Jules Harlow

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Jules Harlow (born June 28, 1931) is a Conservative Jewish rabbi and liturgist; son of Henry and Lena Lipman Harlow. He was born in Sioux City, Iowa.

In 1952 at Morningside College in Sioux City he earned a B.A., and from there went to New York City to study in the Jewish Theological Seminary of America; here he became ordained as a rabbi in 1959. He then became a staff member of the Rabbinical Assembly (RA), the international organization of rabbis in Conservative Judaism.[1]

He soon began work as a liturgist on the RA's prayerbook committee, working with Rabbi Gershon Hadas on new siddurim (Jewish prayerbooks) for use in Conservative congregations. Under the editorship of Rabbi Hadas, they succeeded in printing the widely used Weekday Prayer Book in 1961. He took a greater role by editing and translating the movement's mahzor (prayerbook for Rosh Hashanah and Yom Kippur) which was published in 1972.[2] He soon became the chief liturgist for the Conservative movement,[3] and was the editor in the groundbreaking Siddur Sim Shalom in 1985. Siddur Sim Shalom became the prototype for an entire family of later Conservative siddurim, including Siddur Sim Shalom for Shabbat and Yom Tov, Siddur Sim Shalom for Weekdays and Or Hadash: A Commentary on Siddur Sim Shalom. Among his many other important publishing activities within Conservative Judaism is his work as literary editor on the Etz Hayim: A Torah Commentary.[4]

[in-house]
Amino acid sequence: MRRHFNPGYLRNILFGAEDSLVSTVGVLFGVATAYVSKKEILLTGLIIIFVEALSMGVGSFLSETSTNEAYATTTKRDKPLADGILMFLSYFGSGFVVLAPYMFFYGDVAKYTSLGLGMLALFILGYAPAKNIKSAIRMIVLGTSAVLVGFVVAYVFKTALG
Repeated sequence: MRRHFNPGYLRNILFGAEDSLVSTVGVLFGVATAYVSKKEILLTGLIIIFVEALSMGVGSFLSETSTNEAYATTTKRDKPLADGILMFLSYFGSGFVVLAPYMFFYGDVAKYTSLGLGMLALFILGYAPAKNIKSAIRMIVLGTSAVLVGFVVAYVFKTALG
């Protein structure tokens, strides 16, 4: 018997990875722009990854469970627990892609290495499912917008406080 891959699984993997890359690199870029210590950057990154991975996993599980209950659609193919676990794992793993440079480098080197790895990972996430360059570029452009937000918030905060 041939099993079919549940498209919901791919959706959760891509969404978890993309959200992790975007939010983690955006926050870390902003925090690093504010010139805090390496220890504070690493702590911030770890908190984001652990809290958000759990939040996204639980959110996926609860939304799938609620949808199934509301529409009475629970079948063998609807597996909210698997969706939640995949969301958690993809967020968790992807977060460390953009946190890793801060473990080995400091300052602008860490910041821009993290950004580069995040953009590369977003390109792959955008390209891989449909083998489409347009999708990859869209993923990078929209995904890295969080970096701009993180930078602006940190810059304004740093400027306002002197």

Rabbi Jules Harlow, together with his wife, Navah, has played a paramount role in the cause of the Bnei Anusim (descendents of crypto-Jews) in Lisbon, Portugal.[5] Thanks to the Harlows' assistance in cooperation with Masorti Olami,[6] the Bnei Anusim[7] of Lisbon have been able to return to the Jewish faith, and a new congregation (Kehilat Beit Israel) has been founded in Lisbon, namely the first non-orthodox synagogue in the history of Portugal.

His son David Harlow is a lawyer[8] and his daughter Ilana Harlow is a folklorist.[9]

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